Sterling, which has lost almost 20% against the US dollar since the June 2016 referendum, could fall again (especially against the euro) if the probability of a “no-deal” increases. The market for Gilts (British Treasury Bills), which is mainly driven by domestic investors, is not expected to be impacted, especially as the Bank of England is engaged in a substantial programme of repurchasing crown debt. However, the corporate bond market could be penalised, as could some sectors of the equity market that are strongly intertwined in the Single Market (such as industry and finance). Over the past four years, UK equities have underperformed the world’s major markets (-20% against Europe and -50% relative to the US in USD). As it usually happens with political catalysts, markets will probably discount the risk exists way before the year-end deadline, and then move in the opposite direction postevent. Therefore, the downside risk on UK risk assets could be concentrated a 2H2020 topic rather than a 2021.

2. Graphique 2

Eventually pragmatism should prevail

It remains possible, however, that the growing perception of these risks will lead policymakers to narrow their differences and keep trade from being based solely on WTO rules. Despite all the obstacles, the conclusion of a limited free trade agreement is not entirely impossible (remember that the initial situation is that of regulatory alignment, which is not the case in negotiations with third countries). Temporary sectorial measures to mitigate the trade shock could still be concluded. The 2019 negotiations showed that Johnson may be more pragmatic at the end of the race than his tone would suggest.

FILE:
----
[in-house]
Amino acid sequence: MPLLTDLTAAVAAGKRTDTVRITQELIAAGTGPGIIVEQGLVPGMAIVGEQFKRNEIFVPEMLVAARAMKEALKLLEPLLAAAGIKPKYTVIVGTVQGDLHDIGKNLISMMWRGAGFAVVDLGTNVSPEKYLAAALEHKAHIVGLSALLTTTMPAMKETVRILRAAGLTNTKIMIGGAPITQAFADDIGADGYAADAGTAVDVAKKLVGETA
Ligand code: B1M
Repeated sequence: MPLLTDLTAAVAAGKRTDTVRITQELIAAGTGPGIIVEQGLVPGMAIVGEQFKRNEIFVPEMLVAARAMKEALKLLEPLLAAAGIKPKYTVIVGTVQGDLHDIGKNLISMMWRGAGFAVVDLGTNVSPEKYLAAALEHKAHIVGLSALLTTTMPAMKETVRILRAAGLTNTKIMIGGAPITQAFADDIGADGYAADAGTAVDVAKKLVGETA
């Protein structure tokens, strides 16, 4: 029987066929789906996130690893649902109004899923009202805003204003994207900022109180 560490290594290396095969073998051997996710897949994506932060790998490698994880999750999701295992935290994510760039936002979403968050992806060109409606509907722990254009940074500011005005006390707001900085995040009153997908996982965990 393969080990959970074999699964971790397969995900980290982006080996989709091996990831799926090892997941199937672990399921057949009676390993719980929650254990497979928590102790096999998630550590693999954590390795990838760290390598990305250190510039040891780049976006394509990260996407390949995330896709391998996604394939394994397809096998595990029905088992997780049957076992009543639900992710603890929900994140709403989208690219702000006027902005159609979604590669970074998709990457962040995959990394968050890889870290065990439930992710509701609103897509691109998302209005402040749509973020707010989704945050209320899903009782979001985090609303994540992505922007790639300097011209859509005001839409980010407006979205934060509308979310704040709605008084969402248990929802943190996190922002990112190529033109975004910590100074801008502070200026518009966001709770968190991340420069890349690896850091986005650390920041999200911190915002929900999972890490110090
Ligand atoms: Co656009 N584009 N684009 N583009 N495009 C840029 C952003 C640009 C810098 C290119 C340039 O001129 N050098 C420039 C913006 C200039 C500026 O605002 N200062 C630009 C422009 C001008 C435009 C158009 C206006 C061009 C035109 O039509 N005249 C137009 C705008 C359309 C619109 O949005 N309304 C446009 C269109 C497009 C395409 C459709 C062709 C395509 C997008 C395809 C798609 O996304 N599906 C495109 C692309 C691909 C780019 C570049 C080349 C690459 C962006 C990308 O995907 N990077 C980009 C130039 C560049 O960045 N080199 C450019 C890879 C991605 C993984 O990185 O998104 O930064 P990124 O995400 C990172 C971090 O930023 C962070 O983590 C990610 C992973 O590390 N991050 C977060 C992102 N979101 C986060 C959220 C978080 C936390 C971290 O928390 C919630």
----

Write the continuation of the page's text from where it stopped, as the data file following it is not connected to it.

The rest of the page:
In any case, it is unlikely that this new episode of the Brexit saga will end for several months. An agreement, if any, must, in theory, be secured by this autumn to leave enough time for its approval by national and European bodies. While it could still end favourably, this soap opera, whose first episode dates back to 2016, certainly has new twists in store for us.

Finalised on 18/06/2020

Auteurs 3

We are not even thinking about thinking raising rates (Powell, June 2020)

BBB-BBs, best investment profile in credit

In an environment of low growth, low interest rates and rising default rates, investment grade and BB-rated issuers remain the ideal segment for investing. (1) The major central banks will support directly these issuers for an extended period through their asset purchase programmes. (2) Investor demand will remain strong, driven by a need for yield in a low interest rate environment. (3) The probability of default of these issuers remains very low.

A slow recovery underpinned by unprecedented coordination between fiscal policy and monetary policy